Before investing, an investor must be sure about the tenure of investment and liquidity position during the investment tenure. A premature withdrawal attracts a penalty and lowers interest.
Hence, an investor can invest for a shorter duration and keep reinvesting. But doing this will not give an investor tax benefit u/s 80C.
Insurance of the amount deposited
The amount invested in fixed deposits is insured by the DICGC up to Rs 1 lakh per bank per account. So, if an investor has invested say Rs 3 lakh and the bank fails the DICGC will secure only Rs 1 lakh. This is a major drawback.
An investor must diversify his/ her investment among various banks to be insured
Comparison of Tax Saving Fixed Deposit with ELSS Funds
ELSS and fixed deposits are both good investment options for an investor.. Below is a table reflecting the differences between the two options:
||A type of deposit made with a bank wherein investor puts a specified sum of money for a fixed tenure.
||A category of mutual funds in which funds are invested in the equity market.
||Fixed return as per the rates offered by the bank
||Dependent on the market conditions and returns vary as per the performance of the market.
||It cannot be liquidated before the maturity period (5 years at least). Penalty applicable for premature withdrawal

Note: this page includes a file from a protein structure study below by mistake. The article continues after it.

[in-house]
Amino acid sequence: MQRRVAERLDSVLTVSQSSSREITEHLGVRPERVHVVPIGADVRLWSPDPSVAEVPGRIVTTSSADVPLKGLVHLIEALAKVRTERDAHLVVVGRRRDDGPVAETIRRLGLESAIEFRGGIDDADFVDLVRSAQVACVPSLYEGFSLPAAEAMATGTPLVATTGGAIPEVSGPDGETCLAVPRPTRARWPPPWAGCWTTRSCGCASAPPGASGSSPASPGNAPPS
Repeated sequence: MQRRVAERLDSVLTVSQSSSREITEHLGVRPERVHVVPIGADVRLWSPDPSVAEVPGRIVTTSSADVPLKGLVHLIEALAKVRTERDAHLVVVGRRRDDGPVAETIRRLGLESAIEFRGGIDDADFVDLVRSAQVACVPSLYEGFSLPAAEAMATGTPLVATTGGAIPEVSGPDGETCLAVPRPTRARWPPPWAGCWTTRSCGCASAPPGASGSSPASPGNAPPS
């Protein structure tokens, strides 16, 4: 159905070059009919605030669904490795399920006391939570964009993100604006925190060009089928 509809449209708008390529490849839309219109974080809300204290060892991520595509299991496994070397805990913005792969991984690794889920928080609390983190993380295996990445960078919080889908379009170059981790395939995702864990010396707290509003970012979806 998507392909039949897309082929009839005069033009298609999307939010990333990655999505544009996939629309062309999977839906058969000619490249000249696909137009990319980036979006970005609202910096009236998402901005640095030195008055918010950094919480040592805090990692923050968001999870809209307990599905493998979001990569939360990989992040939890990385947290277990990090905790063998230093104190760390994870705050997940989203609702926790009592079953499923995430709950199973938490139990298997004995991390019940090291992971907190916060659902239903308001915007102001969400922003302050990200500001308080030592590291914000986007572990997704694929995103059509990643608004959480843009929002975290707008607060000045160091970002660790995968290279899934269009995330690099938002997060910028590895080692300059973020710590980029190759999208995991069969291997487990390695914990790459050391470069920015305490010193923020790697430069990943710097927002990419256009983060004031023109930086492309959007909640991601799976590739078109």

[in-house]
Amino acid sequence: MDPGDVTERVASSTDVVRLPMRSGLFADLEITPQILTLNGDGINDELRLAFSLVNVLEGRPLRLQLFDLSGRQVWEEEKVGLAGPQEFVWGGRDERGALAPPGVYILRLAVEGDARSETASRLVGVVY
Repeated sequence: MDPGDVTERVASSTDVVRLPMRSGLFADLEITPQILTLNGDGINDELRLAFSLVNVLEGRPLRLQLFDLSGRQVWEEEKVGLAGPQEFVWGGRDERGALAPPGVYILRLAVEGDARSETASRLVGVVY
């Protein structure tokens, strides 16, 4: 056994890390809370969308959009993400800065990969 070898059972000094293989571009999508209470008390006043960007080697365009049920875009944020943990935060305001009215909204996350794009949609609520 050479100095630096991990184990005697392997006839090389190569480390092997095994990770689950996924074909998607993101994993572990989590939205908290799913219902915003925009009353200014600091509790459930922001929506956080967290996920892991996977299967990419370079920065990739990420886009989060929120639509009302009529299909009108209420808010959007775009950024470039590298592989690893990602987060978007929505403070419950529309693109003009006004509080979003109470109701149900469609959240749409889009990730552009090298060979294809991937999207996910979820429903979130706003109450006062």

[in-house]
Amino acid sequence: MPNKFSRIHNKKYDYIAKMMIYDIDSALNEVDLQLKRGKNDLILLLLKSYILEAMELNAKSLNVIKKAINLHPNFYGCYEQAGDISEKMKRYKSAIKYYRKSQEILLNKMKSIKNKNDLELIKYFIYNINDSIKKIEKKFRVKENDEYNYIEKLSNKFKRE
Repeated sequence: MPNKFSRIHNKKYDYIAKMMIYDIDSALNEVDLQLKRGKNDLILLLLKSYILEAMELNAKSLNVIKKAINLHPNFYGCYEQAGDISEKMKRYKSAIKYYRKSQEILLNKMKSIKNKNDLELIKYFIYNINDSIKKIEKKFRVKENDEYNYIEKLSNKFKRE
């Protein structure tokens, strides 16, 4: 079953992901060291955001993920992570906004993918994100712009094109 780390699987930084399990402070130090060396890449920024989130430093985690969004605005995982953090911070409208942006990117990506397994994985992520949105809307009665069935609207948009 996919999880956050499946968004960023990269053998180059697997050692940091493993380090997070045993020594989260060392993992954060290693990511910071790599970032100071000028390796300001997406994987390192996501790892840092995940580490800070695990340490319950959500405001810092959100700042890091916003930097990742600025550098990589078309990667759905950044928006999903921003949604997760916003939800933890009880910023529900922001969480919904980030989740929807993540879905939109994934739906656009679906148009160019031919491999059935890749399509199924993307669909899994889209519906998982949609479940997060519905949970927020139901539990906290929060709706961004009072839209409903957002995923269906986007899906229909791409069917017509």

||It cannot be liquidated before the specified period of 3 years.
||Principal amount- Allowed as a deduction (tenure is greater than 5 years)Interest Amount- Taxable
||Capital Gain less than Rs 1 lakh- Tax-free Capital Gain more than Rs 1 lakh- Taxable @ 10%
||Normal FD- Tenure of investment Tax Saving FD-5 years
Both the investment options have their own benefits and drawbacks but it depends on an investor, his financial goal and the risk he is ready to put. No doubt, investing in equities brings a market fluctuation risk with itself but also carries returns higher than fixed deposits.
The definition of risk is different for every individual investor, for a middle-aged man with high income and controlled expense and cost of living the risk tolerance level will be different from a just graduated medium income earning investor who does not have any commitments.
Fixed deposits are secure and chances of a fixed deposit failing are marginal but the call to invest in which option depends on an investor.
Insurance on Fixed Deposit
An investor might consider the risk of a bank closing down and the risk of losing the entire invested amount.